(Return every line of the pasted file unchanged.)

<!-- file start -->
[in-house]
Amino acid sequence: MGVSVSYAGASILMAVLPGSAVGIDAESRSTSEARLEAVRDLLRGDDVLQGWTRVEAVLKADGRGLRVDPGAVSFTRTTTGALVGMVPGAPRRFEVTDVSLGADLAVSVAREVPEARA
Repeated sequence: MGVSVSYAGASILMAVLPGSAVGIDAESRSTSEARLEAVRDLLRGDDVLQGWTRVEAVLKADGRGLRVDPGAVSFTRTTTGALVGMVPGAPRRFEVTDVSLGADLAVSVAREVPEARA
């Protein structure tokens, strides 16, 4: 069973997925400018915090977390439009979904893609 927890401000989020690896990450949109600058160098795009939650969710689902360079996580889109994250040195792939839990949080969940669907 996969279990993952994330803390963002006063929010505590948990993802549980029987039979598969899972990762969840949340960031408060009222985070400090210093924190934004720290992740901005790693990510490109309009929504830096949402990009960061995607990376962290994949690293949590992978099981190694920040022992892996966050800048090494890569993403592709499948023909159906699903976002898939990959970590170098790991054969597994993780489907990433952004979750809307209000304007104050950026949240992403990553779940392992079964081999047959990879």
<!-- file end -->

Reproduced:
[in-house]
Amino acid sequence: MGVSVSYAGASILMAVLPGSAVGIDAESRSTSEARLEAVRDLLRGDDVLQGWTRVEAVLKADGRGLRVDPGAVSFTRTTTGALVGMVPGAPRRFEVTDVSLGADLAVSVAREVPEARA
Repeated sequence: MGVSVSYAGASILMAVLPGSAVGIDAESRSTSEARLEAVRDLLRGDDVLQGWTRVEAVLKADGRGLRVDPGAVSFTRTTTGALVGMVPGAPRRFEVTDVSLGADLAVSVAREVPEARA
């Protein structure tokens, strides 16, 4: 069973997925400018915090977390439009979904893609 927890401000989020690896990450949109600058160098795009939650969710689902360079996580889109994250040195792939839990949080969940669907 996969279990993952994330803390963002006063929010505590948990993802549980029987039979598969899972990762969840949340960031408060009222985070400090210093924190934004720290992740901005790693990510490109309009929504830096949402990009960061995607990376962290994949690293949590992978099981190694920040022992892996966050800048090494890569993403592709499948023909159906699903976002898939990959970590170098790991054969597994993780489907990433952004979750809307209000304007104050950026949240992403990553779940392992079964081999047959990879």